Save The Children, Lose My Soul?—How I’ve Failed The Children I’m Working To Serve

A photo of Israa getting her pre-op echo in Tikrit General Hospital.

Today I met a little girl named Israa.

That’s her up there with that soul-perceiving, Mona Lisa-gaze. You might be surprised to hear I wasn’t initially affected by her cute intensity (cutensity?). In retrospect, this was not the first time I’d simply snapped a photo of a child and moved on, emotion-free. Children that would have previously melted me on the inside had become… dare I say it—objects of charity.

Of course, I still want them to get well—I work for it every day—but the thrust of my compassion has taken a serious hit.

Attending six Remedy Missions, seeing waves of sick children held by desperate parents, and a dispiriting amount of post-operative death has taken a toll on my soul.

Our teams are now helping save more children then ever. But with every death, my emotional kevlar got a little thicker, and even the cutest kids like Israa couldn’t pierce it.

A photo of Israa getting an echo screening.

Is that really what we are aiming for?

Hundreds of children whose lives are being saved by people who are barely affected as they serve? And, on a practical level, how can I do my job and connect you with these children if I’m not even connecting with them?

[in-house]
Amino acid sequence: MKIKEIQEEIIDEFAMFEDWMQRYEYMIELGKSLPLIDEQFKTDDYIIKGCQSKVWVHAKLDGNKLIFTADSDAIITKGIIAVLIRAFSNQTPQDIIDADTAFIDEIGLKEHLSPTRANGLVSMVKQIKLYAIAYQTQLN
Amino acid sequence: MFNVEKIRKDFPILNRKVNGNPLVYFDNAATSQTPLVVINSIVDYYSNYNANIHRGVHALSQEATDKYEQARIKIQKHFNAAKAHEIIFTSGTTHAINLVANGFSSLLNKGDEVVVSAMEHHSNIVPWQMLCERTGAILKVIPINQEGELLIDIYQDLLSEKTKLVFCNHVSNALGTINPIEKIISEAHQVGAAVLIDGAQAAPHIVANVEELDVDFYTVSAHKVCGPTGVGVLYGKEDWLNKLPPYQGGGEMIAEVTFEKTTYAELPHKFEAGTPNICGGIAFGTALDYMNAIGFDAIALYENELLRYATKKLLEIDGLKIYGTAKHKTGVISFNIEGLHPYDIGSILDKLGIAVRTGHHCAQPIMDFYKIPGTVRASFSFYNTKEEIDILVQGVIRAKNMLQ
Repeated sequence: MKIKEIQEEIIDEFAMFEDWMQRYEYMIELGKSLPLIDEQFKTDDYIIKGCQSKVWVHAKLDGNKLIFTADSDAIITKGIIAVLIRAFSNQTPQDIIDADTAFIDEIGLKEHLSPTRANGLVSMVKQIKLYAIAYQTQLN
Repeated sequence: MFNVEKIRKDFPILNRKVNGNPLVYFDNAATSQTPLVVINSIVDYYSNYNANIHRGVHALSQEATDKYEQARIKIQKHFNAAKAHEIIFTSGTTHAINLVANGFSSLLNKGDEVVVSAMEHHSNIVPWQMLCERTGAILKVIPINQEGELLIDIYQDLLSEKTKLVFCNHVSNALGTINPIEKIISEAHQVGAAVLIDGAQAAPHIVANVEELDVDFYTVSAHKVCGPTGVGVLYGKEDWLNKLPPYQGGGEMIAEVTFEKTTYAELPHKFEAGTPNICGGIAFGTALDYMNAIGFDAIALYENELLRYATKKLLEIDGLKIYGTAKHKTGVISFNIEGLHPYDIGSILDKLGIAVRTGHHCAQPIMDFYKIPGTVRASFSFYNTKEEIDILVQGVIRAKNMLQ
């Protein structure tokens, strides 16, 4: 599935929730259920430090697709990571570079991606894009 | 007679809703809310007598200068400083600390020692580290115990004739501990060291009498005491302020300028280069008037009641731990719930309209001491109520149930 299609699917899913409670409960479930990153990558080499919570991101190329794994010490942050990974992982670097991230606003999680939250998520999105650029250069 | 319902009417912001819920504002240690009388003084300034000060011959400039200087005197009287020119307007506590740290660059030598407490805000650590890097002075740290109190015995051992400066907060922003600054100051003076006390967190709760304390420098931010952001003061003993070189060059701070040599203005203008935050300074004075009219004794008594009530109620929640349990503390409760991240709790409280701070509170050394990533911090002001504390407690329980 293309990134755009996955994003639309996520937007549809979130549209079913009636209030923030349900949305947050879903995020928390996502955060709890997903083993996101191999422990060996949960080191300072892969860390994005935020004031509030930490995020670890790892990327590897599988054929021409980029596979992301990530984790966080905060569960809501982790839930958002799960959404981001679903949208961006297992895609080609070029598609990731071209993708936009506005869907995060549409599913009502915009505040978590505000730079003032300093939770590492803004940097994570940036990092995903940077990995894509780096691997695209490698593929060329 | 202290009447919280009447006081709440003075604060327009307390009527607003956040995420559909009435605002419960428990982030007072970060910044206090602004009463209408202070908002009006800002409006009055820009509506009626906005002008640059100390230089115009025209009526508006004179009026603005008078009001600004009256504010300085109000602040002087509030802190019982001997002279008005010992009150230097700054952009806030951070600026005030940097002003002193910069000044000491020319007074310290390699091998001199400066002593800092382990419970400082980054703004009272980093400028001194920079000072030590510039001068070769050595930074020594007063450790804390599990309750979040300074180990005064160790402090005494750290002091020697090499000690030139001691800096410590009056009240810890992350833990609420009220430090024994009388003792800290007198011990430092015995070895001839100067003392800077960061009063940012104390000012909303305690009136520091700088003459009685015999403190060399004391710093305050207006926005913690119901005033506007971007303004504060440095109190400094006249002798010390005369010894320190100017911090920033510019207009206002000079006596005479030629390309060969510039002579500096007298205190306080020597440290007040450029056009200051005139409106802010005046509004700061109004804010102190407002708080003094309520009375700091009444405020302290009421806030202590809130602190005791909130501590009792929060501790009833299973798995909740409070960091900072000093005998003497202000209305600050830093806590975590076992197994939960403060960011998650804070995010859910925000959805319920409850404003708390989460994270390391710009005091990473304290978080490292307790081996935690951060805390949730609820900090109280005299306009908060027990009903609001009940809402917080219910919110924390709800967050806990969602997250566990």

This is not the preemptive love we talk about, and, thankfully—while we do struggle at times—it isn’t a typical characteristic of our team.

But that’s just it—it’s a struggle. It has to be. Preemptive love takes risks for the sake of another. It stays vulnerable in the face of inevitable pain; it keeps compassion personal. And this applies to a lot more than just Iraqi children. Whether it’s your marriage, a friend struggling with addiction, or a tribe in the African bush, keeping compassion vulnerable takes work.

So back to my question: how do you continue to be vulnerable, emotionally present, and affected by those you’re seeking to love?

For my part, I’m committing to a few things: spending more time at the bedside of kids (without my camera), learning more kid-friendly Arabic phrases, and stuffing my bag with more play-things, like bubbles, Angry Birds and coloring books—and I want you to hold me to it!

A photo of Israa after her echo, surrounded by busy nurses and doctors.

And you? How do you keep from going numb, activating the defense mechanisms, or just giving up? What measures do you take?

Either comment below or email me—I’d love to hear from you!

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